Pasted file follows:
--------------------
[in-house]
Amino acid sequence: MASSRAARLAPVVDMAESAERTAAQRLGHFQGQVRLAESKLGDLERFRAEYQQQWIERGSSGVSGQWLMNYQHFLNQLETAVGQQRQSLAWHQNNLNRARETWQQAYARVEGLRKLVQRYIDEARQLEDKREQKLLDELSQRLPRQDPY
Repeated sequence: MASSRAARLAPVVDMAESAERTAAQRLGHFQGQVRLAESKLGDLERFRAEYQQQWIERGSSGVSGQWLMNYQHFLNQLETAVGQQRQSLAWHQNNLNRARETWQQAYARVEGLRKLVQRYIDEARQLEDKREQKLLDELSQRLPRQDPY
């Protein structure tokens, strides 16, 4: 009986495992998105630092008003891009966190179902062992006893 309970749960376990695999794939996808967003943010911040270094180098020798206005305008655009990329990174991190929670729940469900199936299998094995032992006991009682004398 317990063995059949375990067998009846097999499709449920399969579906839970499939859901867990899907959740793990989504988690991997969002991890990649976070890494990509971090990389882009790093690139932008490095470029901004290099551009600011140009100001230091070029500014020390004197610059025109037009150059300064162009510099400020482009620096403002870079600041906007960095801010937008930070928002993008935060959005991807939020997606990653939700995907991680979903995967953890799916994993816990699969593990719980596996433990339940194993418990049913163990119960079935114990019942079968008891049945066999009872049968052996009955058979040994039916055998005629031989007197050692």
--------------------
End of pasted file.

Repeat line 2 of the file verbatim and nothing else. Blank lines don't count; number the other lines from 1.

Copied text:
Amino acid sequence: MASSRAARLAPVVDMAESAERTAAQRLGHFQGQVRLAESKLGDLERFRAEYQQQWIERGSSGVSGQWLMNYQHFLNQLETAVGQQRQSLAWHQNNLNRARETWQQAYARVEGLRKLVQRYIDEARQLEDKREQKLLDELSQRLPRQDPY